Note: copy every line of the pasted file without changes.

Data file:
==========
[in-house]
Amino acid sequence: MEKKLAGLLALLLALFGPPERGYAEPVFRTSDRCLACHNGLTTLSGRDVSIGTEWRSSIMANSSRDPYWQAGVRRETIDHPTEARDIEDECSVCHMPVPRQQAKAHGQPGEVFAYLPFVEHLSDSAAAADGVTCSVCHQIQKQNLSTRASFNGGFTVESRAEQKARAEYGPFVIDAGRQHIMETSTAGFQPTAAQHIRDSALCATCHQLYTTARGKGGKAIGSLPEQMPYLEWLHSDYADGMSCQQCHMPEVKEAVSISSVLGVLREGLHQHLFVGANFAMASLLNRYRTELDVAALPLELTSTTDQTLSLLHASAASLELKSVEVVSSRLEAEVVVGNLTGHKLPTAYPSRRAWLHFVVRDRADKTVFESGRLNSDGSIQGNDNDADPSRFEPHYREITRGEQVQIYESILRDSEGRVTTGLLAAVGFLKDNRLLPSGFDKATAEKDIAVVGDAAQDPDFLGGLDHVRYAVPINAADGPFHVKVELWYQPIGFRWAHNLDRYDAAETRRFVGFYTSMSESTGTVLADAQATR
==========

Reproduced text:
[in-house]
Amino acid sequence: MEKKLAGLLALLLALFGPPERGYAEPVFRTSDRCLACHNGLTTLSGRDVSIGTEWRSSIMANSSRDPYWQAGVRRETIDHPTEARDIEDECSVCHMPVPRQQAKAHGQPGEVFAYLPFVEHLSDSAAAADGVTCSVCHQIQKQNLSTRASFNGGFTVESRAEQKARAEYGPFVIDAGRQHIMETSTAGFQPTAAQHIRDSALCATCHQLYTTARGKGGKAIGSLPEQMPYLEWLHSDYADGMSCQQCHMPEVKEAVSISSVLGVLREGLHQHLFVGANFAMASLLNRYRTELDVAALPLELTSTTDQTLSLLHASAASLELKSVEVVSSRLEAEVVVGNLTGHKLPTAYPSRRAWLHFVVRDRADKTVFESGRLNSDGSIQGNDNDADPSRFEPHYREITRGEQVQIYESILRDSEGRVTTGLLAAVGFLKDNRLLPSGFDKATAEKDIAVVGDAAQDPDFLGGLDHVRYAVPINAADGPFHVKVELWYQPIGFRWAHNLDRYDAAETRRFVGFYTSMSESTGTVLADAQATR